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Month in review

Reviews:
Abramo's Gift by Donald Greco
American Rifle: A Biography by Alexander Rose
Birdsongs by Betsy Franco and Steve Jenkins
The Boy Who Sang for Others by Michael Meddor
Catamount by Marc Laidlaw
Changeling by Dean Whitlock
Cry of Justice by Jason Pratt
Don Quixote de la Mancha by Miguel de Cervantes
Does a Kanagroo Have a Mother, Too? by Eric Carle
An Elvish Sword of Great Antiquity by Jim Aikin
The Elephant Who Liked to Smash Small Cars by Jean Merrill
Fright Night Flight by Laura Krauss Melmed
The Gift of the Deer by Helen Hoover
The Guardian by Jeffrey Konvitz
Hurry Down Sunshine by Michael Greenberg
I Choose You by Tracey West
Legs Talk by D. E. Boone
Llamas in Pajamas by Teddy Slater
Mama Cat Has Three Kittens by Denise Fleming
100 Years of California Cooking by Martha Lee
Owl Babies by Martin Waddell
The Pigeon Wants a Puppy by Mo Willems
Q is for Quarry by Sue Grafton
Rapunzel's Revenge by Shannon Hale, Nathan Hale and Dean Hale
The Savage by David Almond and Dave McKean
Shadow of the Valley by Fred Chappell
Too Tall Alice by Barbara Worton
When Boston Won the World Series by Bob Ryan

Don Quixote:
Don Quixote: Judge a Book By Its Cover
Try to Remember
Divide and Conquer
Sancho's Big Score

Ulysses:
Episode 1 - Telemachus: Ed, Edd 'n' Eddy

Miscellaneous:
Don't Let the Pigeon Do an Interview

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2 stars: OK
1 star: Did not finish

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Canadian Book Challenge: 2019-2020

Beat the Backlist 2020



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Comments for Weekly Geeks 2009-08: Rewind: Political and Social Issues

Weekly GeeksWeekly Geeks 2009-08: Rewind: Political and Social Issues: 02/28/09

This week we are going to rewind to May 2008 when Dewey picked one of my favorite Weekly Geeks themes: Political and Social Issues. Since we have many new members to the Weekly Geeks Event, I thought it might be fun to revisit this fantastic theme.

Here is how to play:

  1. Choose a political or social issue that matters to you. If you were a Weekly Geek last May and already did this theme, pick a different theme than the one you did at that time.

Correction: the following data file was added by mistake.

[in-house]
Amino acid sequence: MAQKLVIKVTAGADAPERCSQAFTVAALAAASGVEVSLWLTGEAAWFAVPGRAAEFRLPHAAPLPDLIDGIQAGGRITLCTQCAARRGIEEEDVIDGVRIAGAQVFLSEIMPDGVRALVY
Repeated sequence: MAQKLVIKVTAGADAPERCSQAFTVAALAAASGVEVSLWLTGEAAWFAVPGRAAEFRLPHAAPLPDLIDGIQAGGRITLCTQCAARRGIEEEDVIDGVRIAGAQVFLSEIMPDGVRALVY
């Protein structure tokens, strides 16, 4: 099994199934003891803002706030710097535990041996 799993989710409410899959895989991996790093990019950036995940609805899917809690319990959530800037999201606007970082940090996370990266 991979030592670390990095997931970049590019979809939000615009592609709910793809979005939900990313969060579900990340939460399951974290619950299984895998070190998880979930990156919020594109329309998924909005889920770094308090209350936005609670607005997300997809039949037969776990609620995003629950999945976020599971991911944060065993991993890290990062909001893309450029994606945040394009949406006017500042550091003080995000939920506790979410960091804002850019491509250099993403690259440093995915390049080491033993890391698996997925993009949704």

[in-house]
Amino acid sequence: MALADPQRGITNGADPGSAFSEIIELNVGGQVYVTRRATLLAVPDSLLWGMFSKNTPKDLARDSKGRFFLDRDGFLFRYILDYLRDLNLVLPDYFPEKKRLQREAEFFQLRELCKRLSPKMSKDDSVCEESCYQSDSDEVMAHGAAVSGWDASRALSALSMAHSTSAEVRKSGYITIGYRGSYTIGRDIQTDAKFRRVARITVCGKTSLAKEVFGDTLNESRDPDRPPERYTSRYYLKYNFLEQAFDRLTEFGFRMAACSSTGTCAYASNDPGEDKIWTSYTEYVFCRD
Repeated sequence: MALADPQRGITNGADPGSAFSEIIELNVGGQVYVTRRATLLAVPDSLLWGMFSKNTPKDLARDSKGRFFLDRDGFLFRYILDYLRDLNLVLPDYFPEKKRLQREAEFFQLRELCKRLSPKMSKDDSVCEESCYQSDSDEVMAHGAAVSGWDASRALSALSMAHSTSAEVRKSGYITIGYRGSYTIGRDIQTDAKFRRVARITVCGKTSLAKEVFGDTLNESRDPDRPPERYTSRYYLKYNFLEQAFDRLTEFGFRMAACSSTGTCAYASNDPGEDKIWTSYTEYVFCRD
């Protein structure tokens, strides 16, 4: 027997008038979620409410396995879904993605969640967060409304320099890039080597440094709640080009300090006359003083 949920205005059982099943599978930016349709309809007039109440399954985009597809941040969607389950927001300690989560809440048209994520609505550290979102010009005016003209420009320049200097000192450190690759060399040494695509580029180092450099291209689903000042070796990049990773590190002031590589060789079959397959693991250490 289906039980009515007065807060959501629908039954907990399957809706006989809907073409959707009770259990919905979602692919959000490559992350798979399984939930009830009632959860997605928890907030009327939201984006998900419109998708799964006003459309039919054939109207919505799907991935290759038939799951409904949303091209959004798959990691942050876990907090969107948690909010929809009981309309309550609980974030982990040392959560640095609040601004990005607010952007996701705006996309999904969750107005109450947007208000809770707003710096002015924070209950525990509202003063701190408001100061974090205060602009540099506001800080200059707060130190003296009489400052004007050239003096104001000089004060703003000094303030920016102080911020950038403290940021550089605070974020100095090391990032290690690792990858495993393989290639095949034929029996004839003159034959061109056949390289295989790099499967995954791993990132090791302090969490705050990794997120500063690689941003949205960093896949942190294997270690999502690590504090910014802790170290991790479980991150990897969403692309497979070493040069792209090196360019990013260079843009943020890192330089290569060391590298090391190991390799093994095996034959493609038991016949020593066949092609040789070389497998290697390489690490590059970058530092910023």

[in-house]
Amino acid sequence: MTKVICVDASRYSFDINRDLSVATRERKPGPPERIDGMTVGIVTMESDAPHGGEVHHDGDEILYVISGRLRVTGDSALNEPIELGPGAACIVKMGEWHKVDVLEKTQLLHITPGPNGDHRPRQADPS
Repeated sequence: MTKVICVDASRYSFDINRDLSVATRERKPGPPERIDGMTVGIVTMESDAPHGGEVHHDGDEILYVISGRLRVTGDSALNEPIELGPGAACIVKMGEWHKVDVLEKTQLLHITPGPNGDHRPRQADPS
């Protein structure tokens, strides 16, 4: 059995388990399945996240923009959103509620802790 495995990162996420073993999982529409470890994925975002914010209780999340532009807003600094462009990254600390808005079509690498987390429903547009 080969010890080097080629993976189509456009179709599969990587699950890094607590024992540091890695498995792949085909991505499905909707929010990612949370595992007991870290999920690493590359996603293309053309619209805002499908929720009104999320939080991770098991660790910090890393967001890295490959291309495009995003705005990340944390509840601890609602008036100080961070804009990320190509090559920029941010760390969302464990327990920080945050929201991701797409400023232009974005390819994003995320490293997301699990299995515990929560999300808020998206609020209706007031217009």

2. Educate readers about your topic by telling us a little about it and any involvement you've had in this issue.
  3. Find books addressing your issue; they do not necessarily have to be books you've read. They can be non fiction, fiction, poetry, etc...Give a little synopsis of the book or a link to the description.
  4. Use images which you feel illustrate your topic.

Back in May I picked Gay Rights and I listed a few books I had recently read. Since I can't do that topic again, I'll go with mental health. Mental health issues take many forms but they often go hand in hand with social exclusion and social isolation. People who for one reason or another aren't part of whatever is considered normal for their society end can end up on the fringes of it. Those on the fringe often also suffer from mental health problems such as depression, anxiety, and so forth. It wasn't that long ago that homosexuality was listed as a mental disorder and there are some who would like it to continue to be classified that way.

I'm not a doctor or an activist so my direct involvement is rather limited. Below are a list of books I've read that skim the surface of this large and complex topic.

  • Hurry Down Sunshine by Michael Greenberg (a memoir about bipolar disorder)
  • Don Quixote de la Mancha by Miguel Cervantes (Don Quixote is an affected personality of the Sr. Quixana who is suffering from delusions